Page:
I grew up in retailing, which is closely related to the hospitality business. Little things matter. “The devil is in the details.”
This is why small percentages of improvement can garner big differences in performance. It’s the 80/20 rule or maybe better yet the 95/5 rule. There seems to be statistical evidence behind the 80/20 rule. Experience bears it out. Eighty percent of our business likely is the result of 20% of our customer base. Eighty percent of our company’s best work is likely the result of 20% of our team members. On and on it goes.
I’m a big believer in 1 to 2%. Seemingly insignificant differences.
Those are little details. Not insignificant though and I can prove it.
Focus on details doesn’t mean we overlook or minimize the big things. Mostly the big things get appropriate attention. They scream to be handled. For instance, we had a new roof installed on our house this year. A storm blew through and did some damage to shingles. The storm also cracked a skylight creating some leaks. Well, that’s not a little detail. That was a major issue. It had to be fixed or we’d risk severe damage.
In your business, there are big issues like that. It could be a lost lease, major equipment failure, important supply chain problems…it could be anything that if left unattended will create much bigger problems. So you stomp down and make that challenge a priority. You must find a remedy. Usually…fast! So you do.
Anybody can spot those kinds of problems. I’m not a roofer. I’m not even handy around the house, but I know that roof leaks in my house won’t go away on their own. They need to be fixed.
That’s why even inexperienced or poor operators can spot big problems. Now they may not be able to handle them as efficiently or effectively, but they can spot them.
The difference is in the details. Because not everybody can or will spot those. And even if they are spotted, not everybody will give them the attention they deserve. Small details are easily overlooked and even more easily minimized. “That doesn’t matter,” is a common sentiment among operators who don’t think the details matter.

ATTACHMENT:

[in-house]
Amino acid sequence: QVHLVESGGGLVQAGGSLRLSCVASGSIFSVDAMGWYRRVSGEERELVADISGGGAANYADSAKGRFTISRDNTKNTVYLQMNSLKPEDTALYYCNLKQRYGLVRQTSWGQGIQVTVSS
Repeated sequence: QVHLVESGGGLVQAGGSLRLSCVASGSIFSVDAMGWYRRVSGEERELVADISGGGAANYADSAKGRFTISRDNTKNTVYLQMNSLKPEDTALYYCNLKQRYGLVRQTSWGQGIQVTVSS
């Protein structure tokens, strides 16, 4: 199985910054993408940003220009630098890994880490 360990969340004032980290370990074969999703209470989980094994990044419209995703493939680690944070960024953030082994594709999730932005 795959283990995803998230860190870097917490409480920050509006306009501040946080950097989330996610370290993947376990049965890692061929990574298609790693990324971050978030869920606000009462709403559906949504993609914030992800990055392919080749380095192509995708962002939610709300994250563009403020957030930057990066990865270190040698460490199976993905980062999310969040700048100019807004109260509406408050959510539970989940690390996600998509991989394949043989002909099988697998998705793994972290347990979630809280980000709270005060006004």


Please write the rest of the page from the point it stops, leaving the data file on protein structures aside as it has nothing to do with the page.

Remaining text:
There seems to be 2 basic reasons for the failure: 1) some people just don’t see them and 2) people would rather do something grand than something common (but important). That’s why we can all be prone to minimize the importance of something small.
Twice weekly I carry out the trash at our house. That’s hardly equivalent of replacing the roof and a busted skylight, but there are some important details about taking out the trash. For starters, it’s something I can do. No handyman skills required. Two, it has to be done if we want to keep the house clean and smelling decent. Three, it likely contributes to keeping our house “healthy.”
The roofing company took about 3 days to replace our roof and skylight. It takes me about 3 minutes to collect and take the trash to the curb. If you came to my house and saw the new roof you might notice, but probably not. If you came into my house and smelled or saw that the trash hadn’t been taken out…I guarantee you’d notice. I also guarantee you’d judge me. Rightfully so.
So it goes with little things. Details.
I constantly talk about friction and being easy to do business with. It’s fundamental to fortifying your customer base, which I believe is the foundation of any sustainable, profitable business. Without a customer base, you’ve got nothing. Inattention to details erodes a customer base. Customers leave because we don’t get the little things right. Or because we don’t pay attention.
Cheddar’s Scratch Kitchen is a chain restaurant with good food. It’s a casual dining place. My wife and I used to frequent our nearby location because the food was always consistently good, they had a good variety of food and the service was good. That location currently has a 3.2 out of 5-star rating online. I’m only calling them out because I think leadership should know (and I’ve written to them before to share my experiences). A couple of years ago things went south. Very south. The details fell off the radar screen. I’m not sure why.